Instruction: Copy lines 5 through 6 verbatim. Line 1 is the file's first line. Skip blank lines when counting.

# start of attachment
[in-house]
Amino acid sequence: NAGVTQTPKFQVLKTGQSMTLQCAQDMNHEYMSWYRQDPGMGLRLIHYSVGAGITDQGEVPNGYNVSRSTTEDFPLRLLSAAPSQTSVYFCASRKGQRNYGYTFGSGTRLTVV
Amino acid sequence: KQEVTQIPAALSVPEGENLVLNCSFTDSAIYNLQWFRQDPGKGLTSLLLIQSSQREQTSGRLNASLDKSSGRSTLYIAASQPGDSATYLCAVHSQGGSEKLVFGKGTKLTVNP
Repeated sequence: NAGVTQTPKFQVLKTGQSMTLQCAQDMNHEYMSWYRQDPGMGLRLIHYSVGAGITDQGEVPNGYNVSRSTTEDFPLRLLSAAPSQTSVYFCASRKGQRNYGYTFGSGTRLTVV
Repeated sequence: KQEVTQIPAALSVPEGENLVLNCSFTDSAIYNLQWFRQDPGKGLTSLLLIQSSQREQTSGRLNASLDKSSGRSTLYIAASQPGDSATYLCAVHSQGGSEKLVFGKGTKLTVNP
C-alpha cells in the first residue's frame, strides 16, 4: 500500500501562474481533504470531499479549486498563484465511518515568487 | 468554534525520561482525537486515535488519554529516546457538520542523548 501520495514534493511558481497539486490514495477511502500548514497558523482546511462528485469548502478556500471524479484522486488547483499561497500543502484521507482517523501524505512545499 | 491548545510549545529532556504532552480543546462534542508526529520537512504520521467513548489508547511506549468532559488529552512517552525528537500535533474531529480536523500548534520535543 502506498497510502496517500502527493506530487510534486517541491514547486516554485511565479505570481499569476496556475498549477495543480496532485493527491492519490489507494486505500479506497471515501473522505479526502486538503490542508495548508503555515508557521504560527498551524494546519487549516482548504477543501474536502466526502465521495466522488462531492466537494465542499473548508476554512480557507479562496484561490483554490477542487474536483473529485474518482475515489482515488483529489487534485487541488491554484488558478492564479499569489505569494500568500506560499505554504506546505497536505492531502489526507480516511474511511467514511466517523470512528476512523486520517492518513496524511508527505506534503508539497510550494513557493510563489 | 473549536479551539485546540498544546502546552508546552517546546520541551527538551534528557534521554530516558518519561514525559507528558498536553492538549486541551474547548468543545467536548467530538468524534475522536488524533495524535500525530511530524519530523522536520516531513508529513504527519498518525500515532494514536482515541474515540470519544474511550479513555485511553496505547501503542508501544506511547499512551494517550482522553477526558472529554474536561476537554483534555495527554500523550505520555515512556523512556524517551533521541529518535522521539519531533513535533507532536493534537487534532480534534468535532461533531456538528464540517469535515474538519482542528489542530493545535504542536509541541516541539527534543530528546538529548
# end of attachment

Repeated sequence: KQEVTQIPAALSVPEGENLVLNCSFTDSAIYNLQWFRQDPGKGLTSLLLIQSSQREQTSGRLNASLDKSSGRSTLYIAASQPGDSATYLCAVHSQGGSEKLVFGKGTKLTVNP
C-alpha cells in the first residue's frame, strides 16, 4: 500500500501562474481533504470531499479549486498563484465511518515568487 | 468554534525520561482525537486515535488519554529516546457538520542523548 501520495514534493511558481497539486490514495477511502500548514497558523482546511462528485469548502478556500471524479484522486488547483499561497500543502484521507482517523501524505512545499 | 491548545510549545529532556504532552480543546462534542508526529520537512504520521467513548489508547511506549468532559488529552512517552525528537500535533474531529480536523500548534520535543 502506498497510502496517500502527493506530487510534486517541491514547486516554485511565479505570481499569476496556475498549477495543480496532485493527491492519490489507494486505500479506497471515501473522505479526502486538503490542508495548508503555515508557521504560527498551524494546519487549516482548504477543501474536502466526502465521495466522488462531492466537494465542499473548508476554512480557507479562496484561490483554490477542487474536483473529485474518482475515489482515488483529489487534485487541488491554484488558478492564479499569489505569494500568500506560499505554504506546505497536505492531502489526507480516511474511511467514511466517523470512528476512523486520517492518513496524511508527505506534503508539497510550494513557493510563489 | 473549536479551539485546540498544546502546552508546552517546546520541551527538551534528557534521554530516558518519561514525559507528558498536553492538549486541551474547548468543545467536548467530538468524534475522536488524533495524535500525530511530524519530523522536520516531513508529513504527519498518525500515532494514536482515541474515540470519544474511550479513555485511553496505547501503542508501544506511547499512551494517550482522553477526558472529554474536561476537554483534555495527554500523550505520555515512556523512556524517551533521541529518535522521539519531533513535533507532536493534537487534532480534534468535532461533531456538528464540517469535515474538519482542528489542530493545535504542536509541541516541539527534543530528546538529548